Lauren Cranston faces years in prison for $105 million in tax fraud, the court said
“She’s not a drug user, she’s not an alcoholic, she’s not someone who hits friends and family,” he said. “She’s someone who just made a bad decision and she’s going to pay a terrible, terrible price for it.”
Judge Anthony Payne conceded it was a “tragedy for the daughter”. He inquired whether remorse or remorse had been expressed.
“Let’s say I’m for a statement of misguided loyalty to her brother,” he said. “It seems like it’s still there.”
Anderson said it was an isolated case and that his client “will never go to court for anything again.”
Referring to the hierarchy of the fraud scheme, Crown Prosecutor Paul McGuire, SC stated that Lauren Cranston is “not at the bottom but close”.
He previously described the conspiracy as “a bit like a train” where people depart, join and have different roles, saying it’s “like a ticket collector” or “a person shoveling coal”.
McGuire argued that Cranston was knowingly involved as early as April and May 2014, when she was in her early 20s, and that her involvement peaked in 2016.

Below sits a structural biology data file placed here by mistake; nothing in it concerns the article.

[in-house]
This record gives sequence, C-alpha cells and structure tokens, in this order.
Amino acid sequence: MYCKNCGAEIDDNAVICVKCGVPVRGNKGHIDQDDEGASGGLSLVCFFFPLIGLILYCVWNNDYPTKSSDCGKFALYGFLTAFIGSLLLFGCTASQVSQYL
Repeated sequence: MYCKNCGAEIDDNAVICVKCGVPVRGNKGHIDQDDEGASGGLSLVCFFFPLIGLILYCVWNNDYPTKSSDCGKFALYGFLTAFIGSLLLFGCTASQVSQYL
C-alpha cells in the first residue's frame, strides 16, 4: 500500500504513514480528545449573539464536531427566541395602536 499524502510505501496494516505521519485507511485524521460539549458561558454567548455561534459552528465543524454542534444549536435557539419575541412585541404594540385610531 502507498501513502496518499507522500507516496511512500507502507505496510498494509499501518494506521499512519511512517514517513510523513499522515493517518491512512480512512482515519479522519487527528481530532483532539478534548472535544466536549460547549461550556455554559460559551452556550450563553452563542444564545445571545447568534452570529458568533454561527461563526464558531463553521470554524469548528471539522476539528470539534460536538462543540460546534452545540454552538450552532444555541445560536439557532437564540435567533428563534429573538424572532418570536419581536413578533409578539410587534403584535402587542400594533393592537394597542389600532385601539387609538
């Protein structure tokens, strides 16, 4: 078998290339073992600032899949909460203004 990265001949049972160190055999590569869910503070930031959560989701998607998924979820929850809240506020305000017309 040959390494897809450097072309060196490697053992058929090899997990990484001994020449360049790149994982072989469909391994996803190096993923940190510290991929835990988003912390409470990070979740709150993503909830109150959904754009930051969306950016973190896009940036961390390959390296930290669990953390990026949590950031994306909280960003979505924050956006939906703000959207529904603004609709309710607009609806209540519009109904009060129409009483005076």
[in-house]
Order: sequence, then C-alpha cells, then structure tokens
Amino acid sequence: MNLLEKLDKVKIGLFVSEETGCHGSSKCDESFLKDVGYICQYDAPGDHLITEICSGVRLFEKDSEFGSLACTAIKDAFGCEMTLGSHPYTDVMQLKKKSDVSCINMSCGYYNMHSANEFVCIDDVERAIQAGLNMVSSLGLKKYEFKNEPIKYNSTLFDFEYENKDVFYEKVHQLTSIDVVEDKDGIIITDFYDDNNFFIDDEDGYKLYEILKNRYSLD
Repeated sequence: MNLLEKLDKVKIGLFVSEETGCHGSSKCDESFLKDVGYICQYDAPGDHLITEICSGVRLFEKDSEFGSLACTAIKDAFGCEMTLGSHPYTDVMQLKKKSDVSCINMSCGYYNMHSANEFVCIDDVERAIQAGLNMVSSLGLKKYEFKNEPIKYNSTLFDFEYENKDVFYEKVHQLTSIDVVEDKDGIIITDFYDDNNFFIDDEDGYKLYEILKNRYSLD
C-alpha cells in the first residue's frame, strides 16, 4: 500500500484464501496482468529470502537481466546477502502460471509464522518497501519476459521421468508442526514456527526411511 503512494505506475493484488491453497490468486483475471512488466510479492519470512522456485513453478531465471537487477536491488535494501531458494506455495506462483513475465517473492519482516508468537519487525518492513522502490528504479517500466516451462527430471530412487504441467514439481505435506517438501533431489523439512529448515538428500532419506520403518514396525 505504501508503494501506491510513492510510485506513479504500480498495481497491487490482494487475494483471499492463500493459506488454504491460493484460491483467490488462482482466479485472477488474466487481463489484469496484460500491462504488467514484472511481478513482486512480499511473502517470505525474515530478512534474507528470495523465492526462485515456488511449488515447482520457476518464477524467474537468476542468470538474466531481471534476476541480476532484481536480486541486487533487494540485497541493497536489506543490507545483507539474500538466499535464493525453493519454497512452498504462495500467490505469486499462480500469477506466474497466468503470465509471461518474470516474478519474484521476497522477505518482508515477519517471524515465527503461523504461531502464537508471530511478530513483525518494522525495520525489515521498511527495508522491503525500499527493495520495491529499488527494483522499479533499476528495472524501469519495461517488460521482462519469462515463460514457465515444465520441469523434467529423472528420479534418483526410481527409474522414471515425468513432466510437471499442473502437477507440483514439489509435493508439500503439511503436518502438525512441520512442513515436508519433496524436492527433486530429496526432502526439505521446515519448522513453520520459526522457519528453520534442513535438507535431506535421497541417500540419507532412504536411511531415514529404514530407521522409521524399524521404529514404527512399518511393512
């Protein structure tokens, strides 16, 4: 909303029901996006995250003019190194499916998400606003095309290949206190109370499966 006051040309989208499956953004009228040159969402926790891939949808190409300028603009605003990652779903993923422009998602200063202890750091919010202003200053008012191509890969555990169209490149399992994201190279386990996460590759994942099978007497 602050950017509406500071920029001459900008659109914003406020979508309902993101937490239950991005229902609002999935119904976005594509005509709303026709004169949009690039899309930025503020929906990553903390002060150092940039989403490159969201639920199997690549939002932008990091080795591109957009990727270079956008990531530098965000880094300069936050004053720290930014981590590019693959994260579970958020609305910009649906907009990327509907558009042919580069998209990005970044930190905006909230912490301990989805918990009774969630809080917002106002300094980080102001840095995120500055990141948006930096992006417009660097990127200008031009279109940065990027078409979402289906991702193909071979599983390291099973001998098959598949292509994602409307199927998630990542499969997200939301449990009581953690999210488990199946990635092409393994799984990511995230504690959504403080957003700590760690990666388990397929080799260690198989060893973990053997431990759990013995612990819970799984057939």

“From time to time [she] was involved in the exercise of their decision-making autonomy,” he said.
In December 2016, in one of 360 verified records, Lauren Cranston called her brother and Menon about accounts being frozen by the IRS. McGuire said she spoke with knowledge “that no taxes were paid.”
On another occasion this month, Cranston said a little appreciation “wouldn’t go astray.”
In a February 2017 recording, she was coached by Menon to lie and blame Peter Larcombe, a co-conspirator who fled overseas and committed suicide the previous year.
Regarding the footage, the judge said at one point, Lauren Cranston tried to get her brother to “focus on reality…since he seems to focus on Porsches and cars” and a plot of land in Vacy in the to build Region Hunter.
The enormous tax liability was held by second-tier corporations with bogus directors to make Plutus appear “squeaky clean”. The companies were liquidated and new ones founded in order to avoid an audit by the tax office.
The prosecutor said Lauren Cranston knowingly took advantage of the vulnerable straw directors, calling them “numerous drug addicts”, suggesting they were “brought together by others”.
He said the defense conceded that full-time detention was the “only appropriate punishment.”
The judge said he understood that Cranston’s lawyers accepted that she was facing “several years in prison”. He will sentence Cranston on Monday.
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